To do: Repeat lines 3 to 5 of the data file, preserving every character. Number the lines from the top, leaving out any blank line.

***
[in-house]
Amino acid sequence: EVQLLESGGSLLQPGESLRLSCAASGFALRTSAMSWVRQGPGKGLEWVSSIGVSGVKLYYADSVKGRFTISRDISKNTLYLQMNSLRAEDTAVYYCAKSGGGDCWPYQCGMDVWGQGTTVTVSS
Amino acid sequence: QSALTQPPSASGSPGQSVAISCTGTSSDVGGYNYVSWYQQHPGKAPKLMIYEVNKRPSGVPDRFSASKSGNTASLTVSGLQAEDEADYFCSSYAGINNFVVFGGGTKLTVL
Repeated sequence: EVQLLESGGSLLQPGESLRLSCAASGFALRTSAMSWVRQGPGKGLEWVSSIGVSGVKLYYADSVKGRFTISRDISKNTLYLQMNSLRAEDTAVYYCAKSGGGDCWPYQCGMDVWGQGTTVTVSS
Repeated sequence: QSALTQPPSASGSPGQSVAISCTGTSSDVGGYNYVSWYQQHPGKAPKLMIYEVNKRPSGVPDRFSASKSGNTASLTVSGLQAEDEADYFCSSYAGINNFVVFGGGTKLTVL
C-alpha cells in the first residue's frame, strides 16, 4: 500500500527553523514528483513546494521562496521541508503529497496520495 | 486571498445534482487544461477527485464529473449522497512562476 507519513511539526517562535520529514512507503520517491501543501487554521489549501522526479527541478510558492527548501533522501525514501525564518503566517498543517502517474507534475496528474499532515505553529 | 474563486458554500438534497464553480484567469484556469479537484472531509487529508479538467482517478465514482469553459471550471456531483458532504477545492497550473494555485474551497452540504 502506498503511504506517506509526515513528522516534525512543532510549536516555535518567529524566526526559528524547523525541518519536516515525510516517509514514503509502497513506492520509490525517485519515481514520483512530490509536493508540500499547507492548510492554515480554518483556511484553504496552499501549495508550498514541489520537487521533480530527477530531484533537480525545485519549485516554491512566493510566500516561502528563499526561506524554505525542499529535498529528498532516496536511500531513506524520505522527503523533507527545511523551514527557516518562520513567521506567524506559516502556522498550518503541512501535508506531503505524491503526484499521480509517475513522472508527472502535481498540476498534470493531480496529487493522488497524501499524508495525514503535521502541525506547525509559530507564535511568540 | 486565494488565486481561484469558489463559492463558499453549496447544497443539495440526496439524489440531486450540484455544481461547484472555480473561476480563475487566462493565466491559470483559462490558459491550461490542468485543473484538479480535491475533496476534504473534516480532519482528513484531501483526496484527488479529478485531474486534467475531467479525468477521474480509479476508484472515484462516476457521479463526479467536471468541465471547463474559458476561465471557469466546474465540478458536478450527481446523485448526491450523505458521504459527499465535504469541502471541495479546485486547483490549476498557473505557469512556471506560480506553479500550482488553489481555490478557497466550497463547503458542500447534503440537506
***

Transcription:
Amino acid sequence: QSALTQPPSASGSPGQSVAISCTGTSSDVGGYNYVSWYQQHPGKAPKLMIYEVNKRPSGVPDRFSASKSGNTASLTVSGLQAEDEADYFCSSYAGINNFVVFGGGTKLTVL
Repeated sequence: EVQLLESGGSLLQPGESLRLSCAASGFALRTSAMSWVRQGPGKGLEWVSSIGVSGVKLYYADSVKGRFTISRDISKNTLYLQMNSLRAEDTAVYYCAKSGGGDCWPYQCGMDVWGQGTTVTVSS
Repeated sequence: QSALTQPPSASGSPGQSVAISCTGTSSDVGGYNYVSWYQQHPGKAPKLMIYEVNKRPSGVPDRFSASKSGNTASLTVSGLQAEDEADYFCSSYAGINNFVVFGGGTKLTVL